Pioneering Reminiscences of Old Wairoa
The Land we Love
The Land we Love.
The story of this part of the East Coast is largely linked up with the Eastern area, looking towards far away "Hawaiki," and as the sun rises from the sea, like a burnished orb, or as the "Marama" of the Maoris rises in her splendour throwing a moon-lit pathway from the horizon to the shore, one might well be pardoned for an outburst of Nature-worship. So may it have appeared in the dim past by day or by night to the intrepid voyagers from Rarotonga to the unknown land of Aotearoa. Not much is known by the average person about the Mahia or Waikokopu areas, or, for that matter, about the story of New Zealand, as a whole. Fragmentary, it is true, some of this story has been told, but to understand more fully the land we love we must learn more about it, even though some of the details may seem a little to border on the imaginative, though in reality there is little of the imaginary that is not well supported by modern science. To understand this East Coast of ours one must go back and survey the past, and from there draw our deductions.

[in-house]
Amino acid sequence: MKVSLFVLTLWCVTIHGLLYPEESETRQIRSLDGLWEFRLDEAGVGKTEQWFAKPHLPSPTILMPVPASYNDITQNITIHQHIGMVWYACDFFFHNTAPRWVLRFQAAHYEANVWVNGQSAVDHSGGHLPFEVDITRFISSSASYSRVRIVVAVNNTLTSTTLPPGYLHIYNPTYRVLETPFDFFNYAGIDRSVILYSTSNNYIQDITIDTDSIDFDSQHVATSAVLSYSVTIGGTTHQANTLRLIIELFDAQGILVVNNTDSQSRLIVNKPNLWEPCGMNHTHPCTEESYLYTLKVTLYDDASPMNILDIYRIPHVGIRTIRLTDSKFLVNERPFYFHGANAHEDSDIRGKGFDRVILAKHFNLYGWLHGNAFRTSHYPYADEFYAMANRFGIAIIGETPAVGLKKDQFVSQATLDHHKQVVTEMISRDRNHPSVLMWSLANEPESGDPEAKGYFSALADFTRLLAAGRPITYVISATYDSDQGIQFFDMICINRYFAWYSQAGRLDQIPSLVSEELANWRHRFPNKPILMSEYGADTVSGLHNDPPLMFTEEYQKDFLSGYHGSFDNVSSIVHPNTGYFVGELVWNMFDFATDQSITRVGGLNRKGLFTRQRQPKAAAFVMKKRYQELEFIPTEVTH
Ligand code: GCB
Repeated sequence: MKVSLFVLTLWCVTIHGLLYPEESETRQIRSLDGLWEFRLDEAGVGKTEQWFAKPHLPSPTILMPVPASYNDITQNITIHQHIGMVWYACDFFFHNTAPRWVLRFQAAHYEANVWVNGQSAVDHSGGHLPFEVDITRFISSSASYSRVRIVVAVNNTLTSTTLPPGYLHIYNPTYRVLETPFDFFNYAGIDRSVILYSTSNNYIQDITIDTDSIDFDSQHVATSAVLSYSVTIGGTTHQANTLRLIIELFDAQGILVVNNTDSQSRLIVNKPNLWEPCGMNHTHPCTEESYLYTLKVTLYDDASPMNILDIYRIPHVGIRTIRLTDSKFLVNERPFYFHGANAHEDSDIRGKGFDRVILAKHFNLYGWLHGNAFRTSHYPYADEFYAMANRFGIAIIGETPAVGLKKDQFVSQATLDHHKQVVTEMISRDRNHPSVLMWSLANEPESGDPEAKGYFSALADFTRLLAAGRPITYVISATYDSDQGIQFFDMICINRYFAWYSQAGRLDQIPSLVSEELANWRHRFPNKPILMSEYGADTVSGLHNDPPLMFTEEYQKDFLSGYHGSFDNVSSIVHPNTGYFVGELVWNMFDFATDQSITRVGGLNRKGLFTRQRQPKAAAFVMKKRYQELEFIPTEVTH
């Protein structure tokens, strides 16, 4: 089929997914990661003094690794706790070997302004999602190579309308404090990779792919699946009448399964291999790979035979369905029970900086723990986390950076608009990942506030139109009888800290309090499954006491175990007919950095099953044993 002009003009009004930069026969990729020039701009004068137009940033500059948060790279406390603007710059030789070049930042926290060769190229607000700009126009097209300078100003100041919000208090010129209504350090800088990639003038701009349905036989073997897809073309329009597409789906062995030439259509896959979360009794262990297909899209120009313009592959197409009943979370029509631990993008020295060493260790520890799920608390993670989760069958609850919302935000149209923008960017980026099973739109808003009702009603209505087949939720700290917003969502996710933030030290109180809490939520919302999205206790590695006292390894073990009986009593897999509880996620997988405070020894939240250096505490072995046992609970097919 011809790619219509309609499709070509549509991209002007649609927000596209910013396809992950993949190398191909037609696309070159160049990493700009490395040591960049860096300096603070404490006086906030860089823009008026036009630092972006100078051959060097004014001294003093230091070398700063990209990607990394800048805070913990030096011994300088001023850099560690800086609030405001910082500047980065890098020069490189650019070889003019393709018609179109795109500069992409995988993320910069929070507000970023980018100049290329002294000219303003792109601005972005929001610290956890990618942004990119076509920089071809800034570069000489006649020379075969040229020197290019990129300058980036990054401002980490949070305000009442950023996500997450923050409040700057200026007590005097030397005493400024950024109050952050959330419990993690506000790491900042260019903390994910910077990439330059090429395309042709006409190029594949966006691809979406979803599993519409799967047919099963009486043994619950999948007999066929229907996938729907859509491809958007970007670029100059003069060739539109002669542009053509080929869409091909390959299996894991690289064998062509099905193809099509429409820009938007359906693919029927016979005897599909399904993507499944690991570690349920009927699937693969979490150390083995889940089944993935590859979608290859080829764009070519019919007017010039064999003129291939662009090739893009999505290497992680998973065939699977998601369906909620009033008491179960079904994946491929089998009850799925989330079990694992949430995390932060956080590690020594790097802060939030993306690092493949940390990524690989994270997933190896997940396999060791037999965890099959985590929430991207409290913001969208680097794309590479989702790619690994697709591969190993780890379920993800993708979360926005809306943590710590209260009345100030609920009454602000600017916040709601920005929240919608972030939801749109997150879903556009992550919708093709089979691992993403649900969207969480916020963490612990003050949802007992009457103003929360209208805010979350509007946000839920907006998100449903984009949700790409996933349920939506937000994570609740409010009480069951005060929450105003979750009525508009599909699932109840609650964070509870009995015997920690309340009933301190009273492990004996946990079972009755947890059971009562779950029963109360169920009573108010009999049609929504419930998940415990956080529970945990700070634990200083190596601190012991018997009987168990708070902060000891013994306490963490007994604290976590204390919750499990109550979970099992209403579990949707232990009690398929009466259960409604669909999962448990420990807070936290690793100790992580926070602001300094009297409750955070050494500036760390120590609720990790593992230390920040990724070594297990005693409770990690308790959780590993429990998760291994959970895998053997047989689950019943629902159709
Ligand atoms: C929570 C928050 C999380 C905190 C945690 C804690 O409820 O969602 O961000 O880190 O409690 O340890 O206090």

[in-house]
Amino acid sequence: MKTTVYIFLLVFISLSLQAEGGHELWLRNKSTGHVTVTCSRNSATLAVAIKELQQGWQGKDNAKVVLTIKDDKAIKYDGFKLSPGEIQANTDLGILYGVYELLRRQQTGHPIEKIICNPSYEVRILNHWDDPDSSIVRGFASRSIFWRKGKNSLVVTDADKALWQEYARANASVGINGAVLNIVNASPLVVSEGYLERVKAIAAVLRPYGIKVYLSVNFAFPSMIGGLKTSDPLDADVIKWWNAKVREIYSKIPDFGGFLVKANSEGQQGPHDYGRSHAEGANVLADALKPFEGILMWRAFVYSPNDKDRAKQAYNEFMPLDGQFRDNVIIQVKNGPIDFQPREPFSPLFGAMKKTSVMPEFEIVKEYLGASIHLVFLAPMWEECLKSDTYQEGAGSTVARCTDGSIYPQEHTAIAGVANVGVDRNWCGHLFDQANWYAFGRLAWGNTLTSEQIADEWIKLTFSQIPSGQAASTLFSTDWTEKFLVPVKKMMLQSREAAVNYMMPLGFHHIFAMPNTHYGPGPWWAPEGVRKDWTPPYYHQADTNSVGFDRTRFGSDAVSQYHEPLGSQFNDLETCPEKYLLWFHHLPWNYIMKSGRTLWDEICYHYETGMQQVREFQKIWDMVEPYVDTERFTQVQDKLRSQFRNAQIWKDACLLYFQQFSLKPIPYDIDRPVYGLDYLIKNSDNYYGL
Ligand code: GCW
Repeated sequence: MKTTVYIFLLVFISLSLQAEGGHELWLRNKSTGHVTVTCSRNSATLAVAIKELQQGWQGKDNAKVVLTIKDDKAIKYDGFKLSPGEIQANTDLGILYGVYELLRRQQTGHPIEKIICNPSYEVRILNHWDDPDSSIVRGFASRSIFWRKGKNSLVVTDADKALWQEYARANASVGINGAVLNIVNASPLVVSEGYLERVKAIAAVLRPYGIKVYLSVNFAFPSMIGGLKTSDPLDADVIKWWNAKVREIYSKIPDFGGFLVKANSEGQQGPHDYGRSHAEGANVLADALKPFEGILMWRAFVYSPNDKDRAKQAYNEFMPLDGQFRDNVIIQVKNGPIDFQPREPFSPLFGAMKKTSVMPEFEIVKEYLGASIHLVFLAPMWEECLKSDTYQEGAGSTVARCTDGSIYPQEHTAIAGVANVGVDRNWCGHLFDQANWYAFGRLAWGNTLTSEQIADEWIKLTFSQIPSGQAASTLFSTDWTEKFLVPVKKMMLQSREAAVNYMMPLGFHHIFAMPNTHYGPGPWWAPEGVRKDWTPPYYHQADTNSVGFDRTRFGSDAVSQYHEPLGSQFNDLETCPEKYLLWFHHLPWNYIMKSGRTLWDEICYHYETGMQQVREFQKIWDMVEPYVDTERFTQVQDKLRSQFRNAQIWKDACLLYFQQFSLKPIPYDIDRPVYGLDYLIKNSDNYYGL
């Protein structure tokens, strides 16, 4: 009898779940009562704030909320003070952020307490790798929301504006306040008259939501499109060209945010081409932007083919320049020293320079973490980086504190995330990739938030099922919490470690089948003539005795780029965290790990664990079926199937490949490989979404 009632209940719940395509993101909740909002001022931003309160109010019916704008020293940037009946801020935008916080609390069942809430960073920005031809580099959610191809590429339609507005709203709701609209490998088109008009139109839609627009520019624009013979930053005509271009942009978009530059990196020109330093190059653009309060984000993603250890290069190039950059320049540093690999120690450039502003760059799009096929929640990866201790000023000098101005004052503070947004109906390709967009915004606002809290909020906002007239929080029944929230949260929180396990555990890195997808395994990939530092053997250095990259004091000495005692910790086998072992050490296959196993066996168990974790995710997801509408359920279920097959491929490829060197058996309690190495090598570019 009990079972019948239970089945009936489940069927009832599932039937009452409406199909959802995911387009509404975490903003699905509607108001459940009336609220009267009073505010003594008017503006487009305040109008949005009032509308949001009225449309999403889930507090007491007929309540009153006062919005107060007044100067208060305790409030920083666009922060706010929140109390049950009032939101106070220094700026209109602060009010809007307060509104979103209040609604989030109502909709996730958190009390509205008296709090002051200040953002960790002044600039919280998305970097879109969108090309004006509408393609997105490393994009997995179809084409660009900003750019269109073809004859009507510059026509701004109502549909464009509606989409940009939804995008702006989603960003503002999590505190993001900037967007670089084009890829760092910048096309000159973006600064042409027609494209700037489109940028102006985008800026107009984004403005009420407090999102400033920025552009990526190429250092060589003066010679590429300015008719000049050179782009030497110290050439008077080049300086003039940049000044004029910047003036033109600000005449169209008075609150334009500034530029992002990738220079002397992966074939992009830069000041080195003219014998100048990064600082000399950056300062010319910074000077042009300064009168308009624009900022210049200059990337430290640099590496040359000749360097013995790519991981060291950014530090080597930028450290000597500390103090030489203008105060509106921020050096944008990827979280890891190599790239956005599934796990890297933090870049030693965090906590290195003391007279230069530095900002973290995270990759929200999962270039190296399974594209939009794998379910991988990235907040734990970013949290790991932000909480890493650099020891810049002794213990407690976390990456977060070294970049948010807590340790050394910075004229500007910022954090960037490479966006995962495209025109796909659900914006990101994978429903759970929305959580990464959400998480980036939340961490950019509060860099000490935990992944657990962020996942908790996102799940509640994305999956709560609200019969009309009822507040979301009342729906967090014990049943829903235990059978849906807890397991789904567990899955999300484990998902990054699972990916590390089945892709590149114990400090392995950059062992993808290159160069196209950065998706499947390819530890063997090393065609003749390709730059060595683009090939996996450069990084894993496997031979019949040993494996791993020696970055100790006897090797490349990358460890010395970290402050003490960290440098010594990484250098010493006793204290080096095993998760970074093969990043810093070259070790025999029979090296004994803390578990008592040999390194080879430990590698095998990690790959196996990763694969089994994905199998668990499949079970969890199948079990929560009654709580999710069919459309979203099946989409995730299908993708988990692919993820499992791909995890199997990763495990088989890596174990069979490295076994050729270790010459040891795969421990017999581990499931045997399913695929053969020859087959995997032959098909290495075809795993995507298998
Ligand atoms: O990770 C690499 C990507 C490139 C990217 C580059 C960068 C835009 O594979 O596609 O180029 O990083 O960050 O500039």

We cannot well blame our own people for ignorance of their own geographical or geological features, for no one seems to have been willing to tell the story; nor need we curl the lip, or shrug the shoulder when our American cousins refer to New Zealand as a couple of islands off the coast of Australia, or else as a suburb of Sydney! Looking at the map of the world, New page 14Zealand presents the appearance of a couple of pin's heads, and so might England have looked, when she was severed from the great European continent, of past ages. Yet New Zealand was once part of a great continent, which stretched down almost to South America, across the Tasman, almost to the shore-line of Australia, and embracing all the South Sea Islands and New Guinea. It had its mighty mountain ranges, giant volcanic cones, great lakes and rivers, and one of the latter was the present-day Cook Strait, the bed of which has been traced a considerable distance by soundings; and as to the mountain ranges, they still exist, though lost to our view beneath the waters over which the tiny argosies of Tasman and Cook once ploughed their way. Only lost, these ranges were, for the great continent broke up ages ago, and nothing was left but the island areas nearly as they now exist. The main ranges can still be traced, and one of them forms the New Zealand-Austral land-bridge reaching away across the Tasman; the other land-bridge goes out nearly all the way to Rarotonga, and it may be the canoes of the Great Migration skimmed over tops of once forest-clad mountains when looking for a new home. Other ranges have yet to be traced, and no doubt will be. The east coast of the continent was then higher than at present, and most of the rivers flowed to the south-west. There was then a land connection between Cape Kidnappers, past Mahia and running well east of what is now known as Gisborne. A great river—too great for the reduced area—which has been called by modern page 15historians the Great Wairarapa, rose to the north-west of Poverty Bay, flowed out where the sea now rolls, made a turn and flowed through Mahia inlet, past Nuhaka, Tahaenui, Whakaki and Wairoa, to Ahuriri, over Ruataniwha plains, Dannevirke, Palmerston North and out at the present-day Lake Wairarapa, or thereabouts, for, strange to say, there is no evidence to prove how far the lost continent reached in a westerly direction. Then over 4,000 years ago there came a time of great volcanic activity, or earth movements, in the centre of the North Island, involving Taupo, from whence came later the layer of pumice which destroyed the giant wingless bird known as the Moa. The east coast sank, the Hawkes Bay plain was severed from the Wairoa-Napier series of hills and sank beneath the waves. The Great Wairarapa River disappeared, and its tributaries became river systems of their own. The proof of the great subsidence is still to be found all the way round the Hawkes Bay Bight, for the banded sandstones and mudstones (papa) were all tilted towards the south-east, the very direction from which came the earth movements in February, 1931. Since then the bay has been silting up at a slow rate, and the late Mr. Henry Hill fixed the period of 4,500 years, based on the recognized period allowed for so many feet of siltation. After the subsidence the heavy seas began to cast up a shingle bank all round the bight in a curved line from bluff to bluff, trapping a large area of water-covered land, and the washings of the hills and the discharges of creeks were distributed evenly by the aid of water, and so page 16we get the plains of deposition all the way from Mahia round to the Kidnappers. This, the Maori witnesses said before a Land Commission concerning the ownership of the Napier inner harbour, took place in a night, but that, of course, is absurd. After the great subsidence there were left all the way round the bight great gashes in the land, and holes sixty or seventy feet deep, which must have taken thousands of years to fill up, and the silt is there to prove it. In the inner basin there is a great depth of silt—at the site of the big £6,000 culvert on the railway route, fifty-feet piles had to be driven to get a foundation for the concrete—and there are many deep spots in the Whakaki lagoons, all remnants of the Great Wairarapa. "Mere speculation, my dear sir," I hear some one say. Is it? History is against you. We have at all events historic ground at Waikokopu and Mahia. It was claimed by the elders of the Maori people that all history, that is, all Maori history, emanated from Mahia, and the claim cannot be disputed, for about 600 years ago Takitimu Canoe came through the Strait from Rarotonga, bringing the sacred tohunga, Ruawharo, the Maori god Poutama, a number of celebrated chiefs, including Tamatea-mai-tawhiti, and the rites and customs of the tribes. Poutama was turned into a rock, and is said to lie beneath the sand somewhere in the vicinity. The Maori tradition is that they brought the sand with them, or in other words, that when they passed the strait the sand closed them in. There is a rock, not now visible, which the Maoris claimed to be a "mauri," or a kind of magnet or "influence," page 17which drew the whales into the shallower water, where they were easily captured. It is true that in the whaling days the cetaceans, travelling north always made for the Waikokopu bight, and being blocked, turned out again to round Portland Island, but they did not always escape capture. Besides the word Poutama, from which we get the name Opoutama for the village by the sea, there is another link with far Hawaiki, or Rarotonga, in the word Waikokopu, or Vaikokopu in the Tongan language, which has no letter "w"; the Poverty Bay has Murivai, a name-place in Tonga. Historic ground truly, for in 1769 Captain Cook visited the inlet which he thought well of, but did not anchor or land as the canoe parties he saw coming out brandishing their spears and taiahas looked very fierce, so he sailed on past Wairoa, noting in his journal that it was a place "where there seemed to be a harbour, but there was not one,"—and, says "Paddy," there's many a true word said in a joke. Then in the days of the cannibal chief, Rauparaha, and his trusty henchman, Rangihaeta, at the time he was eating his way from Kawhia to Poneke (Wellington), "the thousands of Hawkes Bay" took refuge at Mahia to escape the inevitable haangi. At one time 12,000 were there and when the man-eating chief was safe on board a British man-o'-war seventy great war-canoes set out with refugees for "Home Sweet Home."